Medicinally, the shells of the Phaseolus species are more important than the fruit. Dried bean shells are strongly diuretic, to the point that they can dissolve small gravel and stones. The decoction is recommended for edema, especially where this is due to general kidney or heart weakness. Old herbals claim this to be the most effective remedy to release excess water from the body. Similarly, it is recommended as an excellent remedy to flush out uric acid crystals and other metabolic waste products. This is interesting, as beans contain purins, (also found in meats and other foods), which the body breaks down to form uric acid. Thus, the shells provide a remedy for one of the health concerns associated with excessive consumption of beans. This decoction is also said to be useful in controlling blood-sugar spikes associated with diabetes and hypoglycemia. Beans themselves are also a good food for diabetics as their energy is released slowly and steadily (low glycemic index due to high fiber content) rather than in one big rush as common with simple carbohydrate foods.
Mucuna pruriens, also known as cowhage or velvet bean, is usually not used for food purposes, although the young shoots and seeds can be eaten if prepared correctly. This interesting bean contains L-DOPA, a precursor of the neurotransmitter dopamine. It is occasionally used as a natural remedy for treating Parkinson's disease, which is characterized by reduced dopamine levels. However, self-medication is not recommended as dosing can be difficult.
The plant also contains dimethyltryptamin and it has been used as an ingredient of ayahuasca preparations. In traditional ayurvedic practice it has a reputation as an aphrodisiac and in studies involving rats it was shown to raise testosterone levels. Indian medicine also uses it to treat cholera, delirium, impotence spermatorrhoea, urinary troubles and for expelling roundworms. An infusion of the hairs covering the pods is reportedly used to treat liver and gall bladder diseases and is applied externally as a local stimulant and mild vesicant.(Parrotta:2001). It also occasionally used for the practice known as 'lucid dreaming'.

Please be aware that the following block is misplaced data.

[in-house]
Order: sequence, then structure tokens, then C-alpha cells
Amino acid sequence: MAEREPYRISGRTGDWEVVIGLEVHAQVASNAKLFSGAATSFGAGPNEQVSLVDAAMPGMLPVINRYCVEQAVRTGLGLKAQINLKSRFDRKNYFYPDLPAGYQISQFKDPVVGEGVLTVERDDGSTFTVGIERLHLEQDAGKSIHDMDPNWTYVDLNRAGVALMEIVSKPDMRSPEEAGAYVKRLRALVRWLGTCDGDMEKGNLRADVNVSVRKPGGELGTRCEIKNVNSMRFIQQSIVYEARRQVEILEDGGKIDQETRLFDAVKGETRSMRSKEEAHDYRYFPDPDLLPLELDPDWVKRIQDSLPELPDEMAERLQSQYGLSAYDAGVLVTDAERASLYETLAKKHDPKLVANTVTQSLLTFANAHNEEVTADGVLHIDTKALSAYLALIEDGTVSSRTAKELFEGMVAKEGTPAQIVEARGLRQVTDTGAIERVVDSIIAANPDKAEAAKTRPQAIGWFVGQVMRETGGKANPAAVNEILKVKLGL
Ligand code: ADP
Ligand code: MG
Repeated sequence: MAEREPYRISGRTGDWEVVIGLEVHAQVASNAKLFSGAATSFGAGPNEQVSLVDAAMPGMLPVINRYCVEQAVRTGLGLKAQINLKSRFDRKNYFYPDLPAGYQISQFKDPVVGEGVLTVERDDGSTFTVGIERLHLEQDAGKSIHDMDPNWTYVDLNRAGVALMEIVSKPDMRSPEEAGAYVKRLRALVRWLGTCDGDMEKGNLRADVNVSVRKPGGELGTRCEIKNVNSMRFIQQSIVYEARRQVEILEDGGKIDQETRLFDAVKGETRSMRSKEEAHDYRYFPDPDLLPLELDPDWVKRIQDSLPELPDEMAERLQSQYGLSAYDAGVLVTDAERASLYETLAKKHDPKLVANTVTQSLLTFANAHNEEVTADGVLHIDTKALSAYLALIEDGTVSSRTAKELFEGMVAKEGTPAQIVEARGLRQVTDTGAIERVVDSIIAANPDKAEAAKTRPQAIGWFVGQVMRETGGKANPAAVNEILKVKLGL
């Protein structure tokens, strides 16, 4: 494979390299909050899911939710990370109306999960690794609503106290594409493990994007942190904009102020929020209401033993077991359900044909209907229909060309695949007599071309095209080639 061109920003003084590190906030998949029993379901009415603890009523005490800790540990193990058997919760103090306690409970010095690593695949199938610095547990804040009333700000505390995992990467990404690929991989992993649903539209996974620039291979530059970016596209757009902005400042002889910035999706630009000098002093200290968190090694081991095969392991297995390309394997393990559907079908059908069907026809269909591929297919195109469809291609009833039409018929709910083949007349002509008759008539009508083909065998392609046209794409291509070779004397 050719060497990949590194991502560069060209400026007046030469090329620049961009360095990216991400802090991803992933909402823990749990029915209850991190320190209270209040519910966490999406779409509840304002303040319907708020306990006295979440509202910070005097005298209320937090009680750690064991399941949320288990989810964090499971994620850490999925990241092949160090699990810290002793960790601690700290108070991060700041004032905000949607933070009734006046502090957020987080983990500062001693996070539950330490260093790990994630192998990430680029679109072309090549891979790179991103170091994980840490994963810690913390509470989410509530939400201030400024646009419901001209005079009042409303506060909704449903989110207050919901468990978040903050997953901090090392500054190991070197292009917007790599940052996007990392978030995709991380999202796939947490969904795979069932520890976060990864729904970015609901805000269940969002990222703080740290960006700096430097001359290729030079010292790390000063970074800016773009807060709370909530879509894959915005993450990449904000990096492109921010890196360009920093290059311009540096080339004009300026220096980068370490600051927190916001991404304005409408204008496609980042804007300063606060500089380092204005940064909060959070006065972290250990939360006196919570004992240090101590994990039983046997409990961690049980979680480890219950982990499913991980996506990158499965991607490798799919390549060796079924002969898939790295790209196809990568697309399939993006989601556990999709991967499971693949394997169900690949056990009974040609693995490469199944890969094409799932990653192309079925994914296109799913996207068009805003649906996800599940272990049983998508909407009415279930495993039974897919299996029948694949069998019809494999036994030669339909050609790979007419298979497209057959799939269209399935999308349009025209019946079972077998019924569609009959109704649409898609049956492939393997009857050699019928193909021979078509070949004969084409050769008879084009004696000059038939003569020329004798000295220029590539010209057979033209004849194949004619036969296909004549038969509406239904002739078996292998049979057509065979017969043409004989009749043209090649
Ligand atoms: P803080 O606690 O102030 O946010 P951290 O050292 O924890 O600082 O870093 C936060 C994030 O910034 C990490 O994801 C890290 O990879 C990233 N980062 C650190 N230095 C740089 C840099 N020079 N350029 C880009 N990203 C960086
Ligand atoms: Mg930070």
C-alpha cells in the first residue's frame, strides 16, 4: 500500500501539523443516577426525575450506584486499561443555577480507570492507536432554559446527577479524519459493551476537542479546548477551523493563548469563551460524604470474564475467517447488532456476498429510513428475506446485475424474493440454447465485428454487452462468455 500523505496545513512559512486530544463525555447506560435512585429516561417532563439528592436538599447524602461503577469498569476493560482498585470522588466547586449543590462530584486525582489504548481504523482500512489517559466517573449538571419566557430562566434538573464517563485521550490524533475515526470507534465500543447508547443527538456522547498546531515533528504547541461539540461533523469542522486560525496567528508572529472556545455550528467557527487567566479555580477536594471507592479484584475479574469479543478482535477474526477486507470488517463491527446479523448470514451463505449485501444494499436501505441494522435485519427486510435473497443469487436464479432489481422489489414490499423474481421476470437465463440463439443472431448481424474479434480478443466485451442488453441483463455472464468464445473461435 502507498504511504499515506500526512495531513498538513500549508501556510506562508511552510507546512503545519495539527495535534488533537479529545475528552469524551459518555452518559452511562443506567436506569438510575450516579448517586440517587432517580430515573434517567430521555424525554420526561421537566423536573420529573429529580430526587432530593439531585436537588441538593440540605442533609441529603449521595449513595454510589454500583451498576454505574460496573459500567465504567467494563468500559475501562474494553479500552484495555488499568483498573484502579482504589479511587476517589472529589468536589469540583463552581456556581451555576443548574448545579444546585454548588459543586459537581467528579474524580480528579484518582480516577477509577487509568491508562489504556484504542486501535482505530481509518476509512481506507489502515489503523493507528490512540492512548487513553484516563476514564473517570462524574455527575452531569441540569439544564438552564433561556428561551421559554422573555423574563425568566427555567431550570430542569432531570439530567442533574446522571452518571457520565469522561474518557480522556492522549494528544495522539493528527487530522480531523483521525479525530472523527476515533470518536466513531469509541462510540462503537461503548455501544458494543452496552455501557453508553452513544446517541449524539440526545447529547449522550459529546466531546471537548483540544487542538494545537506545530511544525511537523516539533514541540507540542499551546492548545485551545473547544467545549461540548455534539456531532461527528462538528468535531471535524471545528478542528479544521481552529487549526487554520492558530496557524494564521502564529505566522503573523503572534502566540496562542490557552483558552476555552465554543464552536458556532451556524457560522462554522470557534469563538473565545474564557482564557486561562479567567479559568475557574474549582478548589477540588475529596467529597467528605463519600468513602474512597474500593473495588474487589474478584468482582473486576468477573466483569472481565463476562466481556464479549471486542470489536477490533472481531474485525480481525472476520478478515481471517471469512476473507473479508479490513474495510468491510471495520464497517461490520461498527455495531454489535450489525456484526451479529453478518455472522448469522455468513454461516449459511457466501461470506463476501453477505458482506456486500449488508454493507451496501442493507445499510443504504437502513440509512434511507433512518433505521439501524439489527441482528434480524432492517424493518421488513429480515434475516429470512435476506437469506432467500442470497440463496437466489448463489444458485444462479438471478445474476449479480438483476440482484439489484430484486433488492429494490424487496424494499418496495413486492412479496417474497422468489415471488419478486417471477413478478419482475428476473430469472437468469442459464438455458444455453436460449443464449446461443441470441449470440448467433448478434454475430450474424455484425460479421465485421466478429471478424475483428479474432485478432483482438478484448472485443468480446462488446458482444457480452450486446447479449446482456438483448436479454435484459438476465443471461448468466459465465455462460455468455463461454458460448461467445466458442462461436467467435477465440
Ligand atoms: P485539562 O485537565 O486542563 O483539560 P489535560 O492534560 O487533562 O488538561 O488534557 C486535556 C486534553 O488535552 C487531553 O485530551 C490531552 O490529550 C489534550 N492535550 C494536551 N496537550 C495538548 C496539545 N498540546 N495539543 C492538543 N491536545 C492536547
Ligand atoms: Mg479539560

Although mostly harmless, there are two diseases that are associated with the consumption of beans: favism and lathyrism.
Lathyrism is a condition that causes paralysis to the lower limbs, which can be permanent, as a result of excessive consumption of Grass or Indian Pea (Lathyrus sativa). This is not usually a problem when the pea is consumed as part of a normal diet, but in times of draught or scarcity when other foods are less available. The grass pea is extremely resistant to draught so under such conditions it may be the only thing that is available plentifully.
Favism is an acute anemic condition which usually results from eating partially cooked or raw broad beans Vicia faba and has even been reported in association with inhaling pollen from the plant. Curiously, the condition only affects males of Mediterranean origin (Pythagoras may have suffered from this condition as he vehemently rejected beans as a source of food, though this could also have other reasons, partially religious - Orphism maintained that beans are sacred to the Goddess and that each bean housed a soul, and partially classist, as beans, even then, were regarded as a peasant food.)
The flatulence associated with bean consumption only occurs with dried beans due to the fact that the human digestive system finds hard to break down the oligosaccharides (a complex carbohydrate) which form in the drying process. The effect can be lessened if the beans are soaked and the soaking water is changed once or twice before you start to cook them. (soak, drain, soak again, drain, add more water then boil ). It is also reduced when adding certain herbs and spices, such as epazote (Mexican favorite), fenugreek, cumin, coriander etc.